Locating 'D'ance in Drama, Theatre and Performance Studies in Canada

A symposium at the University of Toronto By Sarah Lochhead
  • Danielle Robinson of York University and Jeff Packman of the University of Toronto give a lunchtime presentation on their research on samba de roda practitioners of the Bahian Recôncavo / Photo by Henry Daniel
  • Dr. Munjulika Rahman of the University of Malaya / Photo by Henry Daniel

The Centre for Drama, Theatre and Performance Studies at the University of Toronto (UofT) hosted The Other “D”: Locating ‘D’ance in Drama, Theatre and Performance Studies in Canada, a free two-day symposium, January 22-23, 2016,

Organized by PhD candidate Seika Boye and Dr. Heather Fitzsimmons-Frey, of the Drama, Theatre and Performance Studies program at UofT, and Dr. Evadne Kelly, a dance studies scholar from York University, the symposium offered an array of presentation formats including lecture demonstrations, paper presentations, poster presentations and performances.

The opening keynote was delivered by renowned dance scholar Susan Manning of Northwestern University. Manning discussed “the intellectual, artistic, and institutional forces that have shaped the convergence of dance studies with studies of drama, theatre and performance in the United States academy,” as noted in her abstract.

Canadian dance scholar Allana Lindgren gave the keynote on the second day. Lindgren outlined how dance research in Canada has benefited from interdisciplinarity, the benefits of preserving discrete disciplines and ways to ensure and enhance the presence of dance studies within Canadian universities.

The discussions were international in scope and explored historical and contemporary sites of research. Highlights throughout the symposium included Selma Odom’s lecture demonstration on recovering Émile Jaques-Dalcroze’s series of twenty gestures and their seeming disappearance from current day Dalcroze method teaching practices, and York University graduate student Jonathan Osborn’s exploration of the preprogrammed dance sequences or “emotes” inside the multi-player online role playing game World of Warcraft (WOW). Osborn explained how these dance sequences are racialized and gendered in their online form but can be sites of agency and play when enacted and adapted in live performance by players at WOW gaming conventions.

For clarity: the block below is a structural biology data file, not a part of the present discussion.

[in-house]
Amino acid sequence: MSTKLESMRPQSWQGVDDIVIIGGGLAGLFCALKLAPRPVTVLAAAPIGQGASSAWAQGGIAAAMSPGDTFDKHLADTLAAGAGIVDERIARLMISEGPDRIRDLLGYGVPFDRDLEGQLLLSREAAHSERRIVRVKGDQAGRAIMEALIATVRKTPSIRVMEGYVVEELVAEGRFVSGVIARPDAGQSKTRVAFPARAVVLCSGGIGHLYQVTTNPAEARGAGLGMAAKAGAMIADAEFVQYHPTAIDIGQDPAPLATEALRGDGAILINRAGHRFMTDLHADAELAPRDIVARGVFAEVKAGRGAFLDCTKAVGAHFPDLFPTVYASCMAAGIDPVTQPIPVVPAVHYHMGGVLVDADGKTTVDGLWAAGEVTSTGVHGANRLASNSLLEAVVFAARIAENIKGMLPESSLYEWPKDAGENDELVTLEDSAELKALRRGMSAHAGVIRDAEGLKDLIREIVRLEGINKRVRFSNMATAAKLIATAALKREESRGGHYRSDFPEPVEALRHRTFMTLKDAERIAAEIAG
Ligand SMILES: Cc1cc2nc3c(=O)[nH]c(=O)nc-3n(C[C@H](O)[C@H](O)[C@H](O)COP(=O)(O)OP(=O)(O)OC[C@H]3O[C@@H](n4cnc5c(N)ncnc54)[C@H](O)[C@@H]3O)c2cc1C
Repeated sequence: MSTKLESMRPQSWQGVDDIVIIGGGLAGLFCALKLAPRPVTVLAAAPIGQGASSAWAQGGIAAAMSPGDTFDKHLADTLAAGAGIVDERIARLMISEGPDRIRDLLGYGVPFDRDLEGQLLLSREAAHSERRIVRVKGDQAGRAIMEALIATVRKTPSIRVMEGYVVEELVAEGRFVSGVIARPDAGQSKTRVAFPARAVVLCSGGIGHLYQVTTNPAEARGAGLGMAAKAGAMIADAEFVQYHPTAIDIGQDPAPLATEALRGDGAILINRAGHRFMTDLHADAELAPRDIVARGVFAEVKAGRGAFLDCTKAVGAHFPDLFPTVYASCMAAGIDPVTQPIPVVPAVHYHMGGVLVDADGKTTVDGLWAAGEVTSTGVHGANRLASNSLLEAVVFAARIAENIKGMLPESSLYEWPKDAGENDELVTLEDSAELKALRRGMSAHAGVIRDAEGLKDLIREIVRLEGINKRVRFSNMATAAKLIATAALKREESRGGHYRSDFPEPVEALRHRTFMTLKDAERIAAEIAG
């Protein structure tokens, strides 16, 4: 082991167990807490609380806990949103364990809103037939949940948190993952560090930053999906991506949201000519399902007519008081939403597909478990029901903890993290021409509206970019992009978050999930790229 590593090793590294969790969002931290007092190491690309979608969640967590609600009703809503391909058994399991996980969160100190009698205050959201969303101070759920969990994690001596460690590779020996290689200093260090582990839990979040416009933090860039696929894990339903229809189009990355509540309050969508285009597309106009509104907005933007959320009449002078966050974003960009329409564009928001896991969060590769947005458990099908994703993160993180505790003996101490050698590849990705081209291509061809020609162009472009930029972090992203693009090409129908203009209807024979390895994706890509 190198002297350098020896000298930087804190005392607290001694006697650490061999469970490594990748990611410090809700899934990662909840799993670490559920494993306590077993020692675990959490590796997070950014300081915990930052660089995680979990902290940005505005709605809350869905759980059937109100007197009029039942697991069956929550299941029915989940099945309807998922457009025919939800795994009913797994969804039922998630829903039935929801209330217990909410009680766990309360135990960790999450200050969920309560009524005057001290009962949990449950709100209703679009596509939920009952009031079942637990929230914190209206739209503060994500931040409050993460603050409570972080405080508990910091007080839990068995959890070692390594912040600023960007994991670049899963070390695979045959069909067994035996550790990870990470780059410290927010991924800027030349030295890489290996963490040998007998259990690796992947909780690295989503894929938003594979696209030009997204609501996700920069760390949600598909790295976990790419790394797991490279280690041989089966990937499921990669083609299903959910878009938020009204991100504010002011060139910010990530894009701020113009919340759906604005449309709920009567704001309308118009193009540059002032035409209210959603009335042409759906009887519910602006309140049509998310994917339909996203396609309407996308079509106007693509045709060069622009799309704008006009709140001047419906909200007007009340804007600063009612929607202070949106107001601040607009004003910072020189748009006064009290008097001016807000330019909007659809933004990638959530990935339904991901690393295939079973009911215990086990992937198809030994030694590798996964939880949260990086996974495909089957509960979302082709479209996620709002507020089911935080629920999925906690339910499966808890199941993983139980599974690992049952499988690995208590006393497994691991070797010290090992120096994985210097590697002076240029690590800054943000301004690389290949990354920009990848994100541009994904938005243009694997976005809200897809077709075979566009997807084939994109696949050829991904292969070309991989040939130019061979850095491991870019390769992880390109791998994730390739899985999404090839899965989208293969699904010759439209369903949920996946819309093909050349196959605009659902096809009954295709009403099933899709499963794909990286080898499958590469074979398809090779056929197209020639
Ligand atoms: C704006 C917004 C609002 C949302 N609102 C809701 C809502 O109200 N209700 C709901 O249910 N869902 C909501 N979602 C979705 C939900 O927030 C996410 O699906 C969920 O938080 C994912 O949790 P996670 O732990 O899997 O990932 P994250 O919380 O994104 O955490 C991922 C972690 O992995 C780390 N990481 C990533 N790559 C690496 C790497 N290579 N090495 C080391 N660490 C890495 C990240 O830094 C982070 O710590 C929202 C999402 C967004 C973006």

Performances included The Waiters: The Process Revealed: A Tragi/Danci-Comedy -- a part grant proposal, part Dragon’s Den pitch comedic work – by Common People (Emma Kerson and Andrew Hartley) and a sincerely poignant work by The Dietrich Group.

Over the two days, attendees took in display cases exhibiting items from Canada’s national dance archives, Dance Collection Danse, that explored the disciplinary overlap of dance, theatre and performance art through archival artifacts.

“It is easy to think that scholars, artists, educators and advocates who have common interests in this niche community know one another,” said the organizing committee, which also included symposium advisor Nikki Cesare Schotzko. “But people – inside and outside of the academy – are not connected in ways they could be. This is untapped potential for idea generation, community building and resource sharing across Canada and internationally. We need to move forward considering models that are alternatives to annual conferences.” 

The Other D is hosting a roundtable at The Canadian Association for Theatre Research conference in Calgary, May 28-31, 2016.

Learn more >> theotherd.ca

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